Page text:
Thoughts following the Syrian massacre

Toppling the regime in Damascus should be the top priority these days | Those who once praised the Assads as anti-colonial heroes should learn their lesson | and condemnations of the Chinese-Russian Security Council veto would have sounded better if it wasn’t for the Americans’ history of using its own veto power

This blog deals mainly with political news and events from Israel/Palestine, but I do write about human rights issues, so it seems absurd not to say anything about the shocking events that take place so close to where I live. And while I might not have something new to add to the conversation, there are moments when obvious things should nevertheless be said out loud.

At least 200 people were killed by Bashar Assad’s forces in the last 24 hours. Estimates put the total number of casualties since the protests began at around 7,000, possibly more. This is not a civil war – it’s mass murder. It is our duty to demand from world leaders to do more – much more – to end the Assad regime, regardless of any possible outcome of his downfall. It is not enough to simply wait for it – and it seems that regime change is indeed on the way – but there is an urgent need to take action that can make it come sooner rather than later. Delays have already cost too many lives.

A couple of more thoughts following today’s news:

1. For years, Syria was considered by some people on the left a legitimate member, and even a leader, of the anti-colonial camp. As Yossi Gurvitz revealed here a few months ago, there was considerable double-talk by some members of Hadash on this issue. While most of the party leadership, including its Knesset members, condemned Assad immediately, the Palestinian Secretary General of the CPI (Israeli Communist Party, which is part of Hadash) and some others blamed Assad’s opponents for being “agents of American imperialism.”

I have supported Hadash publicly in two elections, mainly due to the fact that this is the only Palestinian-Jewish political party, and I believe that genuine cooperation between Jews and Palestinian citizens is the call of the hour. But I don’t think we can or should accept anything but a clear condemnation of the Assad regime from anyone, in any circumstances. Most of the left has long abandoned the habit of supporting tyrants just because sometimes they criticize or confront things we don’t like in the West; Syria should be the wake-up call for those who are yet to learn this rule.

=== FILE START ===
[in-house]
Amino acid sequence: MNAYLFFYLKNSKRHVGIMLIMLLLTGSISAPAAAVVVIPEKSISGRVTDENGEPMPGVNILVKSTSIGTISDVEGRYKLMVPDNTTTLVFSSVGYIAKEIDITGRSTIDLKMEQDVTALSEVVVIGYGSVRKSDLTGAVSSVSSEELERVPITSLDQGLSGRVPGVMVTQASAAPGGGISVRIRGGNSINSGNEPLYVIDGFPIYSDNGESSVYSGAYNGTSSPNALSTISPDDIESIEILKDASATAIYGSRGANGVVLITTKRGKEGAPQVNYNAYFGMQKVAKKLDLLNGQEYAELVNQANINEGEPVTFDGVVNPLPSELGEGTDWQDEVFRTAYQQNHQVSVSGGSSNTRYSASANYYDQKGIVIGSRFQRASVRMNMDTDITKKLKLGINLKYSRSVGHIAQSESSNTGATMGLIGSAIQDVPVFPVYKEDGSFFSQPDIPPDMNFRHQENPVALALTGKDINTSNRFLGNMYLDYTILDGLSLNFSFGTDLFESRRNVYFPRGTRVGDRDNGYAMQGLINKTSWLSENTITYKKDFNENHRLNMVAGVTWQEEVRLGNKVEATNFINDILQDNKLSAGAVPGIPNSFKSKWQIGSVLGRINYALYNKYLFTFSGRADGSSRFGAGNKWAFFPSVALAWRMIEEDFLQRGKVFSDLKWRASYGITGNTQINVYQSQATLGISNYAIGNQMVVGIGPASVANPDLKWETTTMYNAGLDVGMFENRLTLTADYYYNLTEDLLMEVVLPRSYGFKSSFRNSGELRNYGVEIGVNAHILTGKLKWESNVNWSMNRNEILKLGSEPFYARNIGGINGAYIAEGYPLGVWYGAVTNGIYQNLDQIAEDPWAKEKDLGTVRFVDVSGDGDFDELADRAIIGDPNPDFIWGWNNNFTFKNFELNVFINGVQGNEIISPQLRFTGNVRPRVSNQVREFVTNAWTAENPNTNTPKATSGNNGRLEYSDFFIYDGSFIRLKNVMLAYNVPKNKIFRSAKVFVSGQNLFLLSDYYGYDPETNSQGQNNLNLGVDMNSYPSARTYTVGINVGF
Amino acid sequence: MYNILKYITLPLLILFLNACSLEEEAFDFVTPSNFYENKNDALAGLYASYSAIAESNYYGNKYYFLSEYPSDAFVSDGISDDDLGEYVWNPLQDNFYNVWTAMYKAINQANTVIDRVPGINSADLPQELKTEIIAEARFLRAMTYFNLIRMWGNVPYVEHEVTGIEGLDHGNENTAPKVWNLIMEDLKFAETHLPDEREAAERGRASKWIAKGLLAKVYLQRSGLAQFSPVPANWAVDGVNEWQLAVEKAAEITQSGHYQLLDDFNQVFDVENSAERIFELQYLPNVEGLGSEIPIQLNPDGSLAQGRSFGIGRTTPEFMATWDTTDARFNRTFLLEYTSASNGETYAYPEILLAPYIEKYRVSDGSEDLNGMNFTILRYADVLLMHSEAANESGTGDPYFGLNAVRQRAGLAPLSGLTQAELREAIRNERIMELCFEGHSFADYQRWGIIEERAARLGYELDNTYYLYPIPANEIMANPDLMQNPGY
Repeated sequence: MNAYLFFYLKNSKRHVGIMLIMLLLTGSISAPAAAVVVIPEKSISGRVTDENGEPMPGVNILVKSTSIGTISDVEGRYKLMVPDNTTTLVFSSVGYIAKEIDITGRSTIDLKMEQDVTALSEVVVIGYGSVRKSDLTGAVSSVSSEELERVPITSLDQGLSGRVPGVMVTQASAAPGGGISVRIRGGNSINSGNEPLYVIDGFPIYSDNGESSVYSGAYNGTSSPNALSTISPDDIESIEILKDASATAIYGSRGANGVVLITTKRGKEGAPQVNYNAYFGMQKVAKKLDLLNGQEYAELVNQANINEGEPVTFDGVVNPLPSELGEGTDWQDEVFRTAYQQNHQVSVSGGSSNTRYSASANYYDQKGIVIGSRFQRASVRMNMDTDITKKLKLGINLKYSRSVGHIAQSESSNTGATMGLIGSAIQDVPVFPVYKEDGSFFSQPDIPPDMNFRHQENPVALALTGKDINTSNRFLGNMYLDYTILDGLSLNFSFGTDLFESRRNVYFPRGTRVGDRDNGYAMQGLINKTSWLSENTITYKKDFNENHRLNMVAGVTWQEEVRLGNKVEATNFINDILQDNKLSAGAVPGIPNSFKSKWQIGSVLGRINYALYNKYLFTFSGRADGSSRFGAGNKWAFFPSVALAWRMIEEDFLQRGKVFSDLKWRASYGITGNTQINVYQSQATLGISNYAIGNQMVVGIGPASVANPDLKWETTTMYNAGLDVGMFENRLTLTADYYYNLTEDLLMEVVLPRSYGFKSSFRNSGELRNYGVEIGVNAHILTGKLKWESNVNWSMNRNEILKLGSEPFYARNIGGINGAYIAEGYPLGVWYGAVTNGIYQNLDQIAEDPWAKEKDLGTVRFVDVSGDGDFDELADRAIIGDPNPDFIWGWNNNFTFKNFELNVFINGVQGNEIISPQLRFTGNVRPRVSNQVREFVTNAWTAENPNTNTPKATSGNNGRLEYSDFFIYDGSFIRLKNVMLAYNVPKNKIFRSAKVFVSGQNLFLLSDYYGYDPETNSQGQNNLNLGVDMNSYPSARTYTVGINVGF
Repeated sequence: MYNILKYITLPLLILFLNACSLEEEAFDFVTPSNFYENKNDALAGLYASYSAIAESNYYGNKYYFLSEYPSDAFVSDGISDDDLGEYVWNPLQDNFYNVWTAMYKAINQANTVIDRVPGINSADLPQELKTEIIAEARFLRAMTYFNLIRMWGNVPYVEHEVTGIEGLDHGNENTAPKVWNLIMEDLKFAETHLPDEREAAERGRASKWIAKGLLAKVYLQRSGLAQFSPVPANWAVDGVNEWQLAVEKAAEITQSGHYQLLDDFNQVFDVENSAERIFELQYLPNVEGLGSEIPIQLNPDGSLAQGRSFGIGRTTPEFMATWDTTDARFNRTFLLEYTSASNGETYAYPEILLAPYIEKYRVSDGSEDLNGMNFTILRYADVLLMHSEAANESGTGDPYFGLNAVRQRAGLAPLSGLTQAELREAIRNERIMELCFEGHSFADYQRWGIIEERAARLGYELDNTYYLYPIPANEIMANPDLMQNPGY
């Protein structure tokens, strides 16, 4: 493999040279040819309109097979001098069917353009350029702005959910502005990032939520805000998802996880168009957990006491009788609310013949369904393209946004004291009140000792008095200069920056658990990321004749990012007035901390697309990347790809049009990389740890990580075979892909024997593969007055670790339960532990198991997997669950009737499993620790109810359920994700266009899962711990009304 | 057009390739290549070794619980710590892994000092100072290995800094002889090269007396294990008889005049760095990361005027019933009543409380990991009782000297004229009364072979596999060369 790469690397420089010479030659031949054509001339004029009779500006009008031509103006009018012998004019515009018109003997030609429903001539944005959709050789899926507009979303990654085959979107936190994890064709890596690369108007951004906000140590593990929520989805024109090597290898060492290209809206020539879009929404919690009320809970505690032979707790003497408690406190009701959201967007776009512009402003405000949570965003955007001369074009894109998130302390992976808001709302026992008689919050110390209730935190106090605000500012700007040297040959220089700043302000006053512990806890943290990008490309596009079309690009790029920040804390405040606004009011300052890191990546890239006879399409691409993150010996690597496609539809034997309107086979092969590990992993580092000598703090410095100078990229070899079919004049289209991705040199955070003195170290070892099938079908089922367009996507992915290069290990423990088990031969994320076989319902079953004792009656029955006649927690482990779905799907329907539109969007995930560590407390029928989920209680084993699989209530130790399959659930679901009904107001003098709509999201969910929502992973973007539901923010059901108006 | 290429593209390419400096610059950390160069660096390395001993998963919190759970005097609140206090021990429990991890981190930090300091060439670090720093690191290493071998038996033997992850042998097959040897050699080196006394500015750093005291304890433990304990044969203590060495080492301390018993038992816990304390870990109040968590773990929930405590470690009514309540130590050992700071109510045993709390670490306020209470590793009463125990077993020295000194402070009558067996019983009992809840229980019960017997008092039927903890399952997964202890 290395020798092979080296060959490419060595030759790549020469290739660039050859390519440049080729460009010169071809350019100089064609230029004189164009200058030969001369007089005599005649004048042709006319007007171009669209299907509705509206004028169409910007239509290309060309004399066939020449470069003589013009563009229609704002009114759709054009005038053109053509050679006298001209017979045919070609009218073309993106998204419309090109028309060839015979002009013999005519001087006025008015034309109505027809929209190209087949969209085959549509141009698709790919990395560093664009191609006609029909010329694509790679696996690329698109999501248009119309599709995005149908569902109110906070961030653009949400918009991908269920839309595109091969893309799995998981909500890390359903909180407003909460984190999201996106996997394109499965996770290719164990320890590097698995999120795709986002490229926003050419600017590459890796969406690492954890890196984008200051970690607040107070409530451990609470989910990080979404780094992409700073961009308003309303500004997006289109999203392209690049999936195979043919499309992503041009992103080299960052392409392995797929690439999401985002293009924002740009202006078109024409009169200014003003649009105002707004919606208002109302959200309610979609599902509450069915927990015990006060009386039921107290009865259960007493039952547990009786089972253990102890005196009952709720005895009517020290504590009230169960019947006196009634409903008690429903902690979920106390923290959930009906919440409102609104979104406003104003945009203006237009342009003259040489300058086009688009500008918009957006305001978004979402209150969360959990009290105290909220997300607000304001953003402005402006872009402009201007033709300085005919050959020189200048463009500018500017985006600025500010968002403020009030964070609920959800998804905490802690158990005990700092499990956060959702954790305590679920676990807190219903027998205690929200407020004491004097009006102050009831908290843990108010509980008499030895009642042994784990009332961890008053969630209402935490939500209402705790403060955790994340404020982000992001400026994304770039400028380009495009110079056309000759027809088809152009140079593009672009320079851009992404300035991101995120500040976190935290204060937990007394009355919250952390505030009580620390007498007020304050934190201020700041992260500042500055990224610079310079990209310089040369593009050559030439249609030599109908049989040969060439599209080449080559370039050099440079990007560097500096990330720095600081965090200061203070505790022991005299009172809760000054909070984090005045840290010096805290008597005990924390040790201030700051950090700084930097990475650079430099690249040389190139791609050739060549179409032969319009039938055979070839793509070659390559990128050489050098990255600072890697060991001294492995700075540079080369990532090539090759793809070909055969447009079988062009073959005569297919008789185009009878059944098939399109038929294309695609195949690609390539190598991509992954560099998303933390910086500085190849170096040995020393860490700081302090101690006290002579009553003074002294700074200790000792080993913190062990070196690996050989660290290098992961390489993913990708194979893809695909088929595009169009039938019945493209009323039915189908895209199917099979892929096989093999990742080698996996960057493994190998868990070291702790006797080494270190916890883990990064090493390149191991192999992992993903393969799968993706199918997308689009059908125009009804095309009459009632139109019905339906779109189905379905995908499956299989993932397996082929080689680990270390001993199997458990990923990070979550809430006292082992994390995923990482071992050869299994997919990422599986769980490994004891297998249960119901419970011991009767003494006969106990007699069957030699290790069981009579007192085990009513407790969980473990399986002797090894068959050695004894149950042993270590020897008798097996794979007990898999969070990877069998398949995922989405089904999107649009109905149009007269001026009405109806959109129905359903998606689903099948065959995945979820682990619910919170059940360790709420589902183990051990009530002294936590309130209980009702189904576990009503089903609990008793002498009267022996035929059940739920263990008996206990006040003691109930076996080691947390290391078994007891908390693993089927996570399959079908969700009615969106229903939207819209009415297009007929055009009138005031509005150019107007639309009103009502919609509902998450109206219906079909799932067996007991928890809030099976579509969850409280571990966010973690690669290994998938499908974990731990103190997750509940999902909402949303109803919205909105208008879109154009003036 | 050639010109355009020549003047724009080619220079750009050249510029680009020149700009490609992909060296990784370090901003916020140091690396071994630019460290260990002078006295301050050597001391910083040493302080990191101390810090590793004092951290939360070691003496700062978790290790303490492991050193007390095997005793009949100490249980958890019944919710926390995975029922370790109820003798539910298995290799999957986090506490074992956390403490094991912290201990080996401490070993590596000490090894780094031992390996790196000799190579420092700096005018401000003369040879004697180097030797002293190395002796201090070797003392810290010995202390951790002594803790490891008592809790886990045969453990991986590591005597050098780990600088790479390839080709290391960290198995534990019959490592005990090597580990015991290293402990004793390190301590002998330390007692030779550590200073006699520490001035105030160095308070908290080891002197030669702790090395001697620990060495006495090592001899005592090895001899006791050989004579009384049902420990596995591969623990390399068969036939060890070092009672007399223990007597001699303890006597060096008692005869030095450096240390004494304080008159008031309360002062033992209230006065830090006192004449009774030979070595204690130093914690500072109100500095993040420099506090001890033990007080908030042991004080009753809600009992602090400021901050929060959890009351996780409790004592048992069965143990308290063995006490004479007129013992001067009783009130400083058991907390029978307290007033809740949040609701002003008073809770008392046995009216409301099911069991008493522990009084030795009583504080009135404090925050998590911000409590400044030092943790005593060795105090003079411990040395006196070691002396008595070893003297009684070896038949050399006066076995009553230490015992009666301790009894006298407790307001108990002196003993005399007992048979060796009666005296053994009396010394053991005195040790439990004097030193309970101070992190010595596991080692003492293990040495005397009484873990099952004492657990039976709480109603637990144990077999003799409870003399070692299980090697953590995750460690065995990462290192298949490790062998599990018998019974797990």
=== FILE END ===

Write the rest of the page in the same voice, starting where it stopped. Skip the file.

2. There is justified outrage because of the veto Russia and China placed over the fable Security Council resolution on Syria. American ambassador to the UN, Susan E. Rice, was right in saying that her country was “disgusted” by the Russian and Chinese votes. Yet one cannot but remember Ambassador Rice vetoing – alone – a Security Council condemnation of Israel’s ongoing settlement construction, which was phrased in exact words the American administration uses when referring to this issue in public.

At the time, the United States explained that the United Nations wasn’t the right place for this particular diplomatic issue, and that the parties should solve the problem through direct negotiations. In fact, America was simply providing diplomatic cover for a systematic violation of human and civil rights by its regional ally. So there is something hollow about condemning Russia and China for doing the same, and even claiming that the two parties in this case – the Syrian regime and the opposition – should be encouraged to reach a deal on their own.


In video: street fighting in Homs; the opposition apparently captured armed vehicle and is using it against the army.